Northumberland road improvements and transport projects on track despite pandemic

An update on the Local Transport Plan revealed that this year’s schemes are likely to be completed. v.1

Friday, 30th October 2020, 12:09 pm
Road improvement works have been continuing in Northumberland

Council bosses believe most if not all of this year’s planned road improvements and transport projects will get done despite Covid-19 difficulties and delays.

The Local Transport Plan (LTP) for 2020-21 features £18.6million of work, with £12.3million earmarked for road improvement schemes.

An update to the Wednesday, October 28, meeting of Northumberland County Council’s communities and place committee revealed that plenty of projects are taking place despite the pandemic, thanks to the hard work of staff.

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In excess of 40 miles of road are to be resurfaced this year and, by the end of September, more than 12 miles had been done since June, with almost 70 of the 168 projects completed.

The annual surface-dressing programme commenced on June 1, three weeks behind schedule, but was completed last month, improving the condition and overall safety of almost 48 miles of rural roads.

The micro-surfacing programme which is undertaken on more urban roads has also been done, refurbishing approximately 10 miles.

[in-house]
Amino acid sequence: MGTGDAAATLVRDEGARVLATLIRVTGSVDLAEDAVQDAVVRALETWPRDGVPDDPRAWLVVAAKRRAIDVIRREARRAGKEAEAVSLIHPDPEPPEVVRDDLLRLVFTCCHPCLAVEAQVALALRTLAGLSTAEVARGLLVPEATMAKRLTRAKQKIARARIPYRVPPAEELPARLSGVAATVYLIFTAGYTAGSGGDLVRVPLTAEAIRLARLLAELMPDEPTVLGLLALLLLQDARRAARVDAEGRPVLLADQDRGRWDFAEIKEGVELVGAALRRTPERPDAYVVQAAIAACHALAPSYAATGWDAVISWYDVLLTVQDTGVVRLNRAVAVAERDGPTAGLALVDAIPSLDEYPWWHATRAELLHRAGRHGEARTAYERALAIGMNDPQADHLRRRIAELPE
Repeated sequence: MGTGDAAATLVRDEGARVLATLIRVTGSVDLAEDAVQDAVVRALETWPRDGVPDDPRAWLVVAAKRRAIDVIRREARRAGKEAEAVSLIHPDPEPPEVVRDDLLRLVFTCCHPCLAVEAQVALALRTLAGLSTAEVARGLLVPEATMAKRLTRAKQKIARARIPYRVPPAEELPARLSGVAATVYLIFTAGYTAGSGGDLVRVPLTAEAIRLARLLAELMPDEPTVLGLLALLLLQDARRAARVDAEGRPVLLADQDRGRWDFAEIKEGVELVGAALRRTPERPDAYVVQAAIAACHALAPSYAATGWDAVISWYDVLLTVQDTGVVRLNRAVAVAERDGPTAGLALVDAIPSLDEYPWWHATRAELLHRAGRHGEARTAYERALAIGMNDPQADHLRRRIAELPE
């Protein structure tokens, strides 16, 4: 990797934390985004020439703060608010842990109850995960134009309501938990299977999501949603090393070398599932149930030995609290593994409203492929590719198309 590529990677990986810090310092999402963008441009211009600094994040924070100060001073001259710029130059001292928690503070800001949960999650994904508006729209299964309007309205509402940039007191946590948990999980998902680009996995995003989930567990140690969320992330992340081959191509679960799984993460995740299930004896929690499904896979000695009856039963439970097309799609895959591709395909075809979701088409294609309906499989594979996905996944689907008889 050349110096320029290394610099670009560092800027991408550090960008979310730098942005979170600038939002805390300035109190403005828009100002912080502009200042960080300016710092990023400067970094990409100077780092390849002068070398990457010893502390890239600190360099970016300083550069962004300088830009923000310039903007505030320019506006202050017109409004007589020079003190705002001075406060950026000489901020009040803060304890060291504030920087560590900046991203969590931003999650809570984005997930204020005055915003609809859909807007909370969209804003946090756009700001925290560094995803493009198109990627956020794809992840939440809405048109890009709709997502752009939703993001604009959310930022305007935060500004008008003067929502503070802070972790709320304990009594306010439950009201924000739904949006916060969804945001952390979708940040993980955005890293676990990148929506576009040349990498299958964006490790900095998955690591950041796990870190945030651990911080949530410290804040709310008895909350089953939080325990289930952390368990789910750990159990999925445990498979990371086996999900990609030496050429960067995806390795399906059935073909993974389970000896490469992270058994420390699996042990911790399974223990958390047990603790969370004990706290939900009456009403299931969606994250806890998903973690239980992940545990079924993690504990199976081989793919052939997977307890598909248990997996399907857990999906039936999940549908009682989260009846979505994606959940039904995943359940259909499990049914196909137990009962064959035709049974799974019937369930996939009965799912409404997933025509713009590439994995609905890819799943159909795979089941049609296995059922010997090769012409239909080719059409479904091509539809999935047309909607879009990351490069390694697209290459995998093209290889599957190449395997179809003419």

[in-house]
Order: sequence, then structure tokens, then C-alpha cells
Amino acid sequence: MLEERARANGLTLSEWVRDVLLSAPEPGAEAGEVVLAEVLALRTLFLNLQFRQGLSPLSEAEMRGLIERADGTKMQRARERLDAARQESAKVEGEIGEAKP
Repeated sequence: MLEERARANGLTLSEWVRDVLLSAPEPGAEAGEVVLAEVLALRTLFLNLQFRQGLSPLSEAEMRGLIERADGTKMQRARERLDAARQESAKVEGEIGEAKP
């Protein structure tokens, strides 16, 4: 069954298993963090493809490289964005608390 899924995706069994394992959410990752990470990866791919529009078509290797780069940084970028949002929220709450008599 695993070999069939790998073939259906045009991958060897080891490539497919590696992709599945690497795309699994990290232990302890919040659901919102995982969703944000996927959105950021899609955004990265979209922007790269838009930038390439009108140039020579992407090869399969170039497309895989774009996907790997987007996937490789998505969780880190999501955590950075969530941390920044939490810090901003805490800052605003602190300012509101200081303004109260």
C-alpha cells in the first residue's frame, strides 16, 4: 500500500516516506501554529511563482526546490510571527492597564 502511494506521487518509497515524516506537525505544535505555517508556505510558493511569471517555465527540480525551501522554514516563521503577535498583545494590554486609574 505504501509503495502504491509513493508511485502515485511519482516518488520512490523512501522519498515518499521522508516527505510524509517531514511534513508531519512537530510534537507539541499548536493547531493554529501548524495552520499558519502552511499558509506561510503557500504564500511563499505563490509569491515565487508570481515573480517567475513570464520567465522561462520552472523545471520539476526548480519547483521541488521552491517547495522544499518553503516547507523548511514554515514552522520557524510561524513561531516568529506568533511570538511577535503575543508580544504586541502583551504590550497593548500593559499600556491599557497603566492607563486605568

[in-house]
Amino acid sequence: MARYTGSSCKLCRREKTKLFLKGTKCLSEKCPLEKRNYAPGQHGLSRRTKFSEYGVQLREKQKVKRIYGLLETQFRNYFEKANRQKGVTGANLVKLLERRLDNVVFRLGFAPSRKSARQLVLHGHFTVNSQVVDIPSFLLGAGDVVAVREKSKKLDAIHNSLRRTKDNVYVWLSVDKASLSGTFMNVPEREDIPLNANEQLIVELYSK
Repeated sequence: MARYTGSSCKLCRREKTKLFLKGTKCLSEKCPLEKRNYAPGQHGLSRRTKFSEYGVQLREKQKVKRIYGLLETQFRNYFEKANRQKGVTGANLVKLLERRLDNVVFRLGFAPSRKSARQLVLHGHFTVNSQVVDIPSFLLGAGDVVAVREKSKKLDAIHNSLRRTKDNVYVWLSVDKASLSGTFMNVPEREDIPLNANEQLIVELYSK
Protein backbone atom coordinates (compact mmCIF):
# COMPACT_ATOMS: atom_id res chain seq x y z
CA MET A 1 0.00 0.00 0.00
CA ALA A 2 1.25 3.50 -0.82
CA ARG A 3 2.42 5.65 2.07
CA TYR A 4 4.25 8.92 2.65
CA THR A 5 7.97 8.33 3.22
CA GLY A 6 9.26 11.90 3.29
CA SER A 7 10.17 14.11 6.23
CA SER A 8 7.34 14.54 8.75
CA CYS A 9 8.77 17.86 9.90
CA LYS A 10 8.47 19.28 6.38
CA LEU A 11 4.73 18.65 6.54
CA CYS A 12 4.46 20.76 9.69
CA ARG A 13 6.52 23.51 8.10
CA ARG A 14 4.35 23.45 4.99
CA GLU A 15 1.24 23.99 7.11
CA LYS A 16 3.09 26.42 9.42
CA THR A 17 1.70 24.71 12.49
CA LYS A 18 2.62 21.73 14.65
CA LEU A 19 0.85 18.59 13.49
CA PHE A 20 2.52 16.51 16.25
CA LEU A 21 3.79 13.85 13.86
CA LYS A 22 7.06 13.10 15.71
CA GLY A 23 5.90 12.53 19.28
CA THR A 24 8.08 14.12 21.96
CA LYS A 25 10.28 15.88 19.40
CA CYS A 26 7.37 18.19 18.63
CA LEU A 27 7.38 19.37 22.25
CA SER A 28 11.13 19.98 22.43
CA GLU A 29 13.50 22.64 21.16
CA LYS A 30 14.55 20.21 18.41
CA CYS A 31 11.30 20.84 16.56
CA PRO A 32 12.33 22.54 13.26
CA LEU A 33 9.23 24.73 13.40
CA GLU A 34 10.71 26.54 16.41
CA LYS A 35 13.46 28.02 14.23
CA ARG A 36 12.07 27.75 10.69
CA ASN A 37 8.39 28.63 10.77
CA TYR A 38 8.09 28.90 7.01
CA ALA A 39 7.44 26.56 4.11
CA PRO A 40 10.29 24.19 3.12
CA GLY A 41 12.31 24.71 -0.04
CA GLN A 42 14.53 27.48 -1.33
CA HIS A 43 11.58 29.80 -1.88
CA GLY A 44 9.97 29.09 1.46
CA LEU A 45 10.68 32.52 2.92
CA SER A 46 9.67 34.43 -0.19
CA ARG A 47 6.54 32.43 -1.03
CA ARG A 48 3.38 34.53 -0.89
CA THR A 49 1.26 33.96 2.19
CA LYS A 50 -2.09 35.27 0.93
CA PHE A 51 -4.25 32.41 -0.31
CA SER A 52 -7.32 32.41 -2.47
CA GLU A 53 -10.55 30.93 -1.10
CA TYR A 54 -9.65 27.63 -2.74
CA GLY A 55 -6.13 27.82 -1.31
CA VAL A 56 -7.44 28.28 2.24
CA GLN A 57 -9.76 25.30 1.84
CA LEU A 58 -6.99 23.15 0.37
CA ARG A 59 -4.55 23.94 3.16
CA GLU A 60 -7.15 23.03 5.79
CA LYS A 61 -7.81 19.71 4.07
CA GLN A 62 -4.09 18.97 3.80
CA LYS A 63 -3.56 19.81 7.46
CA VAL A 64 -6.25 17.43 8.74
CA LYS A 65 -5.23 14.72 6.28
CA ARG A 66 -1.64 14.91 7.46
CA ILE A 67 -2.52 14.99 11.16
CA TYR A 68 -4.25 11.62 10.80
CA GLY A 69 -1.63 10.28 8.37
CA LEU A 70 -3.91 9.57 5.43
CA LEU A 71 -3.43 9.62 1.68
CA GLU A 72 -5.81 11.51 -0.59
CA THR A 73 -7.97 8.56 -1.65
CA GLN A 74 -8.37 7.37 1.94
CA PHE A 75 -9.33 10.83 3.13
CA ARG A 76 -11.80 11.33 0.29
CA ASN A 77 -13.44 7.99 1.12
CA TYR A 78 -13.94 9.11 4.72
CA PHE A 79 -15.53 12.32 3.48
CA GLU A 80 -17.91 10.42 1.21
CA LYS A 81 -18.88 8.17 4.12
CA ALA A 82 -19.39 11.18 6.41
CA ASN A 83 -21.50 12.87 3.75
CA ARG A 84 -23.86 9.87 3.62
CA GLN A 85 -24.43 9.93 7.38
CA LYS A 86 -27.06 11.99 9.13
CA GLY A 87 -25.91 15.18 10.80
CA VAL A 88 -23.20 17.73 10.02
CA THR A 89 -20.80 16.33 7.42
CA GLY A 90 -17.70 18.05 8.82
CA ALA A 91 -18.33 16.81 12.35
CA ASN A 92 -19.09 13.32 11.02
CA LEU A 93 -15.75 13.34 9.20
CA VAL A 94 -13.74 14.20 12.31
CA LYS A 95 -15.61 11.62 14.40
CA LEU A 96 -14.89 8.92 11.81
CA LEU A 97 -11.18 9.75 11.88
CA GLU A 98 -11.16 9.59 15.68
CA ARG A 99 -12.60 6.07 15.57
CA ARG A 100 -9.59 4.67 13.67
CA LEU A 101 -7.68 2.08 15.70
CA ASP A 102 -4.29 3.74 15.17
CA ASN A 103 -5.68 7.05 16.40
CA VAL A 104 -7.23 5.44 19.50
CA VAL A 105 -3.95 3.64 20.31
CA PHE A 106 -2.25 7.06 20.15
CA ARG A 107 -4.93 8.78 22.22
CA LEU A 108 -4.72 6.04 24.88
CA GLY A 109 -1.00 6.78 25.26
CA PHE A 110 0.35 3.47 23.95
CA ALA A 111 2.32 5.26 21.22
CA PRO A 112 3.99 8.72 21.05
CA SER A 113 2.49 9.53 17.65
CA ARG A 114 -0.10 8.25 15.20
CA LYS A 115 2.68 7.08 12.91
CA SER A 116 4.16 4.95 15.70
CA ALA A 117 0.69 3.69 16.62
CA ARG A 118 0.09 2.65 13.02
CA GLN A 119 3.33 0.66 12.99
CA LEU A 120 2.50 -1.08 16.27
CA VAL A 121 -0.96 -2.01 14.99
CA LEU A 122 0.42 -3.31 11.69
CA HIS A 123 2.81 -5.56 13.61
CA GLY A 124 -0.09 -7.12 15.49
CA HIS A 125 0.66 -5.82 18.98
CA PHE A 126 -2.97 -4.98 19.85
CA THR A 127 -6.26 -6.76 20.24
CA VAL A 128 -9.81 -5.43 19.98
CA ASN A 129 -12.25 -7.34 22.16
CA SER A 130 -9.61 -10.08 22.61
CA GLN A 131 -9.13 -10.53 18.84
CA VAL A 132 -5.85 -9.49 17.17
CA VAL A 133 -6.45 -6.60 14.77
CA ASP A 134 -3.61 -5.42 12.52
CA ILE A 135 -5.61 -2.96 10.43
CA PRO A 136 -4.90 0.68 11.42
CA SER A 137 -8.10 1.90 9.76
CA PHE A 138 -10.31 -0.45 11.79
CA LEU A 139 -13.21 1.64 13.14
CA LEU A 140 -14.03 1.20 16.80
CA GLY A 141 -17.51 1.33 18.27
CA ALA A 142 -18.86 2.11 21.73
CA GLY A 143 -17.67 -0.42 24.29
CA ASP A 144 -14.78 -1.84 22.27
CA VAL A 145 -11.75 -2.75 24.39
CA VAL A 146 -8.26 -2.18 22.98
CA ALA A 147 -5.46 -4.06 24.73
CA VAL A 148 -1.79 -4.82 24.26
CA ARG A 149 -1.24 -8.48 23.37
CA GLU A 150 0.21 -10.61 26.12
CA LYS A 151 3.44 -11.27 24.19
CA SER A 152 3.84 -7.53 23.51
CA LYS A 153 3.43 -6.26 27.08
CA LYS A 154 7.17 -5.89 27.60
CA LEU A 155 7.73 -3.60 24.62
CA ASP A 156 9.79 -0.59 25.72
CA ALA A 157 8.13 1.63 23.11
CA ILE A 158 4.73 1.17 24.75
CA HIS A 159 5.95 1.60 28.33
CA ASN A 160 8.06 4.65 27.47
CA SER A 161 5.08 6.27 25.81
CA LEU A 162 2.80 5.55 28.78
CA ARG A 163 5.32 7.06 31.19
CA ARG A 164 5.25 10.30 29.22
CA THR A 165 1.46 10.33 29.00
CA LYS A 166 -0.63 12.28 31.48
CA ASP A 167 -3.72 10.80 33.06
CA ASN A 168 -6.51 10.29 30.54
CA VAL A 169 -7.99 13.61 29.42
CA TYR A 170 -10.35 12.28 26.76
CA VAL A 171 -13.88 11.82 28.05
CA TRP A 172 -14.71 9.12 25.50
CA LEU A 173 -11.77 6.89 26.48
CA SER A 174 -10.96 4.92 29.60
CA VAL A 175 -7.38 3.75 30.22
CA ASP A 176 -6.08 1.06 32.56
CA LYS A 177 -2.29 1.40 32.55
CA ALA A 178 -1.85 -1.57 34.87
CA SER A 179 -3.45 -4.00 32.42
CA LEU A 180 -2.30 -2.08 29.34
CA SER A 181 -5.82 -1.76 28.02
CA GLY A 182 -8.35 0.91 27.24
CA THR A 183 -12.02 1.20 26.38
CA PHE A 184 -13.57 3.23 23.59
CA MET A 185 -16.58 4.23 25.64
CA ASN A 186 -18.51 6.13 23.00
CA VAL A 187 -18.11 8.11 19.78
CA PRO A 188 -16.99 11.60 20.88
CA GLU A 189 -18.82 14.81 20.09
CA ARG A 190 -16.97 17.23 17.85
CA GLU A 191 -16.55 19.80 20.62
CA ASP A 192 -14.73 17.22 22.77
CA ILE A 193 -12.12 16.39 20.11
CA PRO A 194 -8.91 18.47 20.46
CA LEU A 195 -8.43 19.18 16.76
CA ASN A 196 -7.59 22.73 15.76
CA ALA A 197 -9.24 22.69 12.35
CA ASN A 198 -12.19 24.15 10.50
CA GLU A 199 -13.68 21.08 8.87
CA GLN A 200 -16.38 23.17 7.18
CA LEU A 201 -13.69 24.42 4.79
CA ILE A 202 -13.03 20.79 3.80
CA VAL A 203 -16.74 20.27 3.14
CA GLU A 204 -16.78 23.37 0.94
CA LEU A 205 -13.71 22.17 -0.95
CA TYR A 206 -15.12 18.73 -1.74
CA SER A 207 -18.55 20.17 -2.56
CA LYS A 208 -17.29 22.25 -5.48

The meeting also heard about the good progress being made in relation to walking and cycling improvements, bridge repairs and road-safety schemes.

The report to councillors concluded: ‘Overall, despite delays caused by the initial lockdown and some loss of efficiency due to the working methods required for Covid-19 to keep the workforce and public safe, the capital programme is progressing well.

‘Staff and managers have performed extremely well in adapting to the new working environments necessary in relation to the pandemic, while often also having to take on additional responsibilities as part of the council’s response to the pandemic.’

It added: ‘Some delay and loss of efficiency with the LTP programme has been inevitable during this period, but the project teams are continuing to work to carry out programmes as quickly as possible and where appropriate continue seeking mobilisation of additional resources to assist design and delivery activities.’

Despite all this, the workload for the council’s teams is actually larger than in previous years after an additional investment of £15million for maintenance of U and C roads and footways was agreed for 2020-21 and 2021-22, an extra £11.4million was received from the Department for Transport in the summer, and the authority was also awarded £3.7million towards an overall £4.8million steel bridge refurbishment programme.

The council’s interim director for local services, Rick O’Farrell, said: “It’s a huge programme they are delivering under very difficult circumstances and I’m amazed that it looks like by the end of the year we will have delivered that programme.”

Head of technical services David Laux conceded that if anything falls behind, it will be the minor improvements scheme, because of the ‘sheer volume’ and the need for public consultations.

In response to a question from Cllr Rupert Gibson, there is an additional transport cost for jobs at present due to staff having to travel separately.

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